What is consciousness and how can a brain, a mere collection of neurons, create it? In Consciousness and the Social Brain, Princeton neuroscientist Michael Graziano lays out an audacious new theory to account for the deepest mystery of them all. The human brain has evolved a complex circuitry that allows it to be socially intelligent. This social machinery has only just begun to be studied in detail. One function of this circuitry is to attribute awareness to others: to compute that person Y is aware of thing X. In Graziano's theory, the machinery that attributes awareness to others also attributes it to oneself. Damage that machinery and you disrupt your own awareness. Graziano discusses the science, the evidence, the philosophy, and the surprising implications of this new theory.
Michael S. A. Graziano, Professor of Neuroscience at Princeton University, is an internationally renowned scientist and an award-winning novelist. His books include the popular science book God, Soul, Mind, Brain and the short novels The Divine Farce, The Love Song of Monkey, and Death My Own Way.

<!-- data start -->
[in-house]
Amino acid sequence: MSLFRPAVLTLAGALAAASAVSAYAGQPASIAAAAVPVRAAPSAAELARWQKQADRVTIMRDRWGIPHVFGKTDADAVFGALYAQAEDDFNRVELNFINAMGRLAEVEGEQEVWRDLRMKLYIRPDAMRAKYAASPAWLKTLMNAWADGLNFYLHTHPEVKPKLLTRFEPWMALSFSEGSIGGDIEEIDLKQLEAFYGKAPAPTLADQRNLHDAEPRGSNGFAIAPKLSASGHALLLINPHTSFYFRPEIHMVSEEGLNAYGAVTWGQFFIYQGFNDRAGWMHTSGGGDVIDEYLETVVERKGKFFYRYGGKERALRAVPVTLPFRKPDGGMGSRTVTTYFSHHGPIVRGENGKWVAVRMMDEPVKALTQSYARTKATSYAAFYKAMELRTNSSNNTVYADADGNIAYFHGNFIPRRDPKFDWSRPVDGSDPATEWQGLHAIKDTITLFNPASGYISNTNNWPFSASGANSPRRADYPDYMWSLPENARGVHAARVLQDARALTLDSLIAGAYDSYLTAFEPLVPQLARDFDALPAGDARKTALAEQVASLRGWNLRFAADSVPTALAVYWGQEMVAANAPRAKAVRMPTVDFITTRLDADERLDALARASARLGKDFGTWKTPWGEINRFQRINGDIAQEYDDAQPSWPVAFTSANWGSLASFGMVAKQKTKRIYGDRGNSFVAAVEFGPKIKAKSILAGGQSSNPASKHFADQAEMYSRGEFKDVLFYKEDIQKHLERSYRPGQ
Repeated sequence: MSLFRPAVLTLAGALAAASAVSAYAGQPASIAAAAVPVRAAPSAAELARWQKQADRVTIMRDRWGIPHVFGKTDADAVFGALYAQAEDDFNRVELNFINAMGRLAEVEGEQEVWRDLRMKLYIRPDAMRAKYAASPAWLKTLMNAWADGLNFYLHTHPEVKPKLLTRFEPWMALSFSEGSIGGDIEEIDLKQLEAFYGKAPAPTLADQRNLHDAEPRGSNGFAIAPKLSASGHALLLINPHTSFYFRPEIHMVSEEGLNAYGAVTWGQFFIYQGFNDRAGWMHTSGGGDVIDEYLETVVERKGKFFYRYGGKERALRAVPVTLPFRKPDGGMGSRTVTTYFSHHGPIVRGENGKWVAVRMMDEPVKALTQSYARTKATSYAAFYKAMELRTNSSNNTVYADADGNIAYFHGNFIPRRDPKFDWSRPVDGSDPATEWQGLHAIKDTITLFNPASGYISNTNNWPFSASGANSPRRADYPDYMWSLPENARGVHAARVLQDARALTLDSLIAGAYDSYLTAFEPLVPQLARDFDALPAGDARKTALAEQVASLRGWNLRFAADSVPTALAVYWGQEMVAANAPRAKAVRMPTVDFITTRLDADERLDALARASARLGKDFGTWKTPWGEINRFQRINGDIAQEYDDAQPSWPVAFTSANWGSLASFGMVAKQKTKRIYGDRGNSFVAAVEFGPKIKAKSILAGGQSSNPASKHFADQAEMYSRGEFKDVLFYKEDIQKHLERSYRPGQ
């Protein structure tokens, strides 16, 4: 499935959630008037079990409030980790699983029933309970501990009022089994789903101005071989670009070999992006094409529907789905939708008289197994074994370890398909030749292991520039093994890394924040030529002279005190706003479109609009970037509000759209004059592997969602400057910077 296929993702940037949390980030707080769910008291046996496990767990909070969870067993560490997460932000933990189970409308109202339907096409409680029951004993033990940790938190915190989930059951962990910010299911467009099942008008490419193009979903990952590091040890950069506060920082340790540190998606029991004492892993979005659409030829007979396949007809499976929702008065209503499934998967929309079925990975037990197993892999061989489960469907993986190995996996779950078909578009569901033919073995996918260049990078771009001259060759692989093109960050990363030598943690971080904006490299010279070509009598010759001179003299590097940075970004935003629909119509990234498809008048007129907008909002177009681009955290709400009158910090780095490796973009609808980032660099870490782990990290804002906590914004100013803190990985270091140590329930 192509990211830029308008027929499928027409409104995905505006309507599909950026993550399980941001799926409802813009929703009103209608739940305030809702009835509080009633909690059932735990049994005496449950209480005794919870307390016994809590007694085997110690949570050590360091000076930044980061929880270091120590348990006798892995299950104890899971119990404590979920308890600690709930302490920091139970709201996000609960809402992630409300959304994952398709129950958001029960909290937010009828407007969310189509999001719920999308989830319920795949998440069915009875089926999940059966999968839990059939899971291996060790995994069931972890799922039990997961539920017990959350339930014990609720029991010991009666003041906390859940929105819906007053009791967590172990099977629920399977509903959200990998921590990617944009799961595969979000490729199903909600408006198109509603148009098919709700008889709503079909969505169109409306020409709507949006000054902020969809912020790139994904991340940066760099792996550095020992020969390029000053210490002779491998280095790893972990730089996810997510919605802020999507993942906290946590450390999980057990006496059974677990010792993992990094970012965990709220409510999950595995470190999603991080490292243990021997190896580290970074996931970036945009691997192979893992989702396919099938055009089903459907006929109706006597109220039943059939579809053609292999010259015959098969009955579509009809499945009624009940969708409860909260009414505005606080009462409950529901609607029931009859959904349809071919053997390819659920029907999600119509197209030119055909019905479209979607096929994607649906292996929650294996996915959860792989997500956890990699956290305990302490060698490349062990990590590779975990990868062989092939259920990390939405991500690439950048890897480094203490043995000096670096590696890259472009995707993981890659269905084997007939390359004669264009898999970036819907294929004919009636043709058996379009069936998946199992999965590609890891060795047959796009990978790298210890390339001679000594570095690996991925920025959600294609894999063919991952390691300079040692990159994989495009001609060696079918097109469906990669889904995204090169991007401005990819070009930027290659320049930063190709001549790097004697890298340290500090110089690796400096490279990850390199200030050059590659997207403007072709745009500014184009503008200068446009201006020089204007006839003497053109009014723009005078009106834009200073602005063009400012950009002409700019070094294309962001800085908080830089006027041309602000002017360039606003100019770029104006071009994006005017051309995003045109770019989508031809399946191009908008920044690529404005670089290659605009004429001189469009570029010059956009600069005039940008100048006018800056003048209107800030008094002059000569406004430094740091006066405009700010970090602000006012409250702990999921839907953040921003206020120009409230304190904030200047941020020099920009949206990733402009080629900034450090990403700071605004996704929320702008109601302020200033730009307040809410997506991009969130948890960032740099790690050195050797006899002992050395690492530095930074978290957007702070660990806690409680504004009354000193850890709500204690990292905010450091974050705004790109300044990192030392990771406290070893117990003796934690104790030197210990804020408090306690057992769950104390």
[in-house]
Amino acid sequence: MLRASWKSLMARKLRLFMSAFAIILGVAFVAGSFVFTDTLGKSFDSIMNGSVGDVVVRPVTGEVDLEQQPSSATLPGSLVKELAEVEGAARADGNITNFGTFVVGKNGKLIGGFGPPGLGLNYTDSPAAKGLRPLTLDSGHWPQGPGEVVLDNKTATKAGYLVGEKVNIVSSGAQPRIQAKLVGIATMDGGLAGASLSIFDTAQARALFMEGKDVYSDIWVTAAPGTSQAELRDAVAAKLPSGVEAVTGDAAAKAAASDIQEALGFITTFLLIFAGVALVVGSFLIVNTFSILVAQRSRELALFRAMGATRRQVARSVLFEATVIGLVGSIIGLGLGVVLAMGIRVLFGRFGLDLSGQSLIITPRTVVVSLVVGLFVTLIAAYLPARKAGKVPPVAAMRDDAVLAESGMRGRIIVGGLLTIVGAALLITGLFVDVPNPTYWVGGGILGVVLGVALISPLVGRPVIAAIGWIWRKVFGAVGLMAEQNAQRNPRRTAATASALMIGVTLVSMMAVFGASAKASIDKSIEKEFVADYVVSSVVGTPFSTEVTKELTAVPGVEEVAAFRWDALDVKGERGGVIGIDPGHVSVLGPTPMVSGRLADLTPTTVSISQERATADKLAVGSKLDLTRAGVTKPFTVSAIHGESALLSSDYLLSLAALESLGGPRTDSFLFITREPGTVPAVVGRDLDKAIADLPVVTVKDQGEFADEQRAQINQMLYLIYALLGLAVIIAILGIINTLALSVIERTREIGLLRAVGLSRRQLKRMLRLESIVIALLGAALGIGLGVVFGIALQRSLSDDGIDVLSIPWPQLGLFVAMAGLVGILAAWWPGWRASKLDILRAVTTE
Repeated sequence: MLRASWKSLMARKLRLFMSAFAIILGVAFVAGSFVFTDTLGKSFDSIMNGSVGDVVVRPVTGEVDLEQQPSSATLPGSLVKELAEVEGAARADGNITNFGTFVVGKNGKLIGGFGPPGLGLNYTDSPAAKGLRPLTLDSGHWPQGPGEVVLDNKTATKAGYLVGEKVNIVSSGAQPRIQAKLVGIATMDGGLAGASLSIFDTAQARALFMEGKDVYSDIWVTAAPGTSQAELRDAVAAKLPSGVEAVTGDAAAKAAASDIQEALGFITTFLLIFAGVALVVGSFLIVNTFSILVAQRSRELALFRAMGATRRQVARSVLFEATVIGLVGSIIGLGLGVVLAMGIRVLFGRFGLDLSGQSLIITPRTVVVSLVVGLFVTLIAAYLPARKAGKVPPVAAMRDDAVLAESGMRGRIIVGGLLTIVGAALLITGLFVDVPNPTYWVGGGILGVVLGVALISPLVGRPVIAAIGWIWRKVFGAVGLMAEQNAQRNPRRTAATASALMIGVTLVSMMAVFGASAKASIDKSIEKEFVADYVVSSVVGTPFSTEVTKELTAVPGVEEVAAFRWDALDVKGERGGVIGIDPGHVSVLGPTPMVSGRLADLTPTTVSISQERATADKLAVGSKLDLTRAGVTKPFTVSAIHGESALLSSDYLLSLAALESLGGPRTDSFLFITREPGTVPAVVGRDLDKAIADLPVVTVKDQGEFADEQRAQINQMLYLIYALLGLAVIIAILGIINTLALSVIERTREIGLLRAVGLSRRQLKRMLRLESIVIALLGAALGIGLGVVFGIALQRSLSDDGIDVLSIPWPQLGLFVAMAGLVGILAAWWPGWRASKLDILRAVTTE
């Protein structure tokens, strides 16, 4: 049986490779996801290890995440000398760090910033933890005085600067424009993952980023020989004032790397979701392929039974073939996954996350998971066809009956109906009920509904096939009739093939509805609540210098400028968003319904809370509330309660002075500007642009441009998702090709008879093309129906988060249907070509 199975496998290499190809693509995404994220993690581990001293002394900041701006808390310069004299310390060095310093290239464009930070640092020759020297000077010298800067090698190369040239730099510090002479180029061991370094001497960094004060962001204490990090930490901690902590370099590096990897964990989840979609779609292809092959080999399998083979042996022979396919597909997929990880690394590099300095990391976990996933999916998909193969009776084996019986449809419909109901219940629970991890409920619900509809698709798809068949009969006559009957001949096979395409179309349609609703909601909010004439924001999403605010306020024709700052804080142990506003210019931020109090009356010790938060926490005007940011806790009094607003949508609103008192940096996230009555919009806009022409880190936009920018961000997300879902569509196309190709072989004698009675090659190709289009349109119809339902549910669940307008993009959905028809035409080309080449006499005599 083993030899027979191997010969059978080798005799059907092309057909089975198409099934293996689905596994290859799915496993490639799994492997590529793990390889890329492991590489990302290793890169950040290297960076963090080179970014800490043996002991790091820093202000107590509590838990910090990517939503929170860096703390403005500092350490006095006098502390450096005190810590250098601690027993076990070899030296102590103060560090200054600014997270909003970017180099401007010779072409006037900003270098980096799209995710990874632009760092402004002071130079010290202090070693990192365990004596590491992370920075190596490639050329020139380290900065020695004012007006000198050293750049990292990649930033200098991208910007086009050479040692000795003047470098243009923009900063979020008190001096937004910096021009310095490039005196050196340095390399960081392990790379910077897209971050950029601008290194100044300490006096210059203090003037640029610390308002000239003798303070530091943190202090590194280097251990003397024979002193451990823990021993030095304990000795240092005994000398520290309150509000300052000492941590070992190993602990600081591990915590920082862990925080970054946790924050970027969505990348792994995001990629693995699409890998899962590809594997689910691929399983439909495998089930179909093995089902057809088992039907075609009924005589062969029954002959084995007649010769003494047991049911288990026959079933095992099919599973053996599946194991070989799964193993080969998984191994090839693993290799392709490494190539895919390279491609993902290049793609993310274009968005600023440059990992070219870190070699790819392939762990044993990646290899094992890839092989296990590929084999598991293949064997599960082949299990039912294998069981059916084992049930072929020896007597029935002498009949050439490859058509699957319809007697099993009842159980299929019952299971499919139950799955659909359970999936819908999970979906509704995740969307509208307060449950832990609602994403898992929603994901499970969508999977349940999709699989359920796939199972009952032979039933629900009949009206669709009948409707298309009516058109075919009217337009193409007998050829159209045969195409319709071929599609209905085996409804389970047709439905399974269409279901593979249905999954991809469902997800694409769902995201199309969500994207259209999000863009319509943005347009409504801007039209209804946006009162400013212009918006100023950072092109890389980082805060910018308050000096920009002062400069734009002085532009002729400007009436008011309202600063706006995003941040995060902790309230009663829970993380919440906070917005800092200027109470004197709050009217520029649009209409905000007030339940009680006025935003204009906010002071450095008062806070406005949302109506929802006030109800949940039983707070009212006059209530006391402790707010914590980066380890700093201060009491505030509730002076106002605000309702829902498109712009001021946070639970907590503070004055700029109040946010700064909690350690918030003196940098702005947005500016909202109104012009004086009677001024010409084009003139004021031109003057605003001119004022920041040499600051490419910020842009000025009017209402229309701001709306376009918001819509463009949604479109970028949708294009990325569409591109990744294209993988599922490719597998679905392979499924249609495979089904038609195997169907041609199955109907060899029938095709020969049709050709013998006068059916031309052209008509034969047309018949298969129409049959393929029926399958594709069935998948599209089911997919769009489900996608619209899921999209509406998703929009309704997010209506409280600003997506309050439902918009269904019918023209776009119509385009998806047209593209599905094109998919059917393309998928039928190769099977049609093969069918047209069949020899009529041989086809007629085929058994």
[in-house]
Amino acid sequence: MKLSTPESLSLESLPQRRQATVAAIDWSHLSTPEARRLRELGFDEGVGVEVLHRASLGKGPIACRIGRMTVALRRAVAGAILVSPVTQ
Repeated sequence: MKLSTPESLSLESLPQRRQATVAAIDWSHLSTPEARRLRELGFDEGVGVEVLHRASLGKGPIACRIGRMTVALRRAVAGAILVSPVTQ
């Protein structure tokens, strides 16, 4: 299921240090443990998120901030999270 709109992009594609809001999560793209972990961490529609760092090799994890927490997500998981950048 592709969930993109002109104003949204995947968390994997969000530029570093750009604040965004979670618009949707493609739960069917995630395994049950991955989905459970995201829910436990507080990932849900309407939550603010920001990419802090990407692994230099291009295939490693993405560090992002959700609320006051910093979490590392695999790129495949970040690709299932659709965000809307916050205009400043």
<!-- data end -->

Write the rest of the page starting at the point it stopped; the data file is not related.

Part I: The Theory ; Chapter 1: The magic trick ; Chapter 2: Introducing the theory ; Chapter 3: Awareness as information ; Chapter 4: Being aware versus knowing that you are aware ; Chapter 5: The attention schema ; Chapter 6: Illusions and myths ; Chapter 7: Social attention ; Chapter 8: How do I distinguish my awareness from yours? ; Chapter 9: Some useful complexities ; Part II: Comparison to previous theories and results ; Chapter 10: Social theories of consciousness ; Chapter 11: Consciousness as integrated information ; Chapter 12: Neural correlates of consciousness ; Chapter 13: Awareness and the machinery for social perception ; Chapter 14: The neglect syndrome ; Chapter 15: Multiple interlocking functions of the brain area TPJ ; Chapter 16: Simulating other minds ; Chapter 17: Some spiritual matters ; Chapter 18: Explaining the magic trick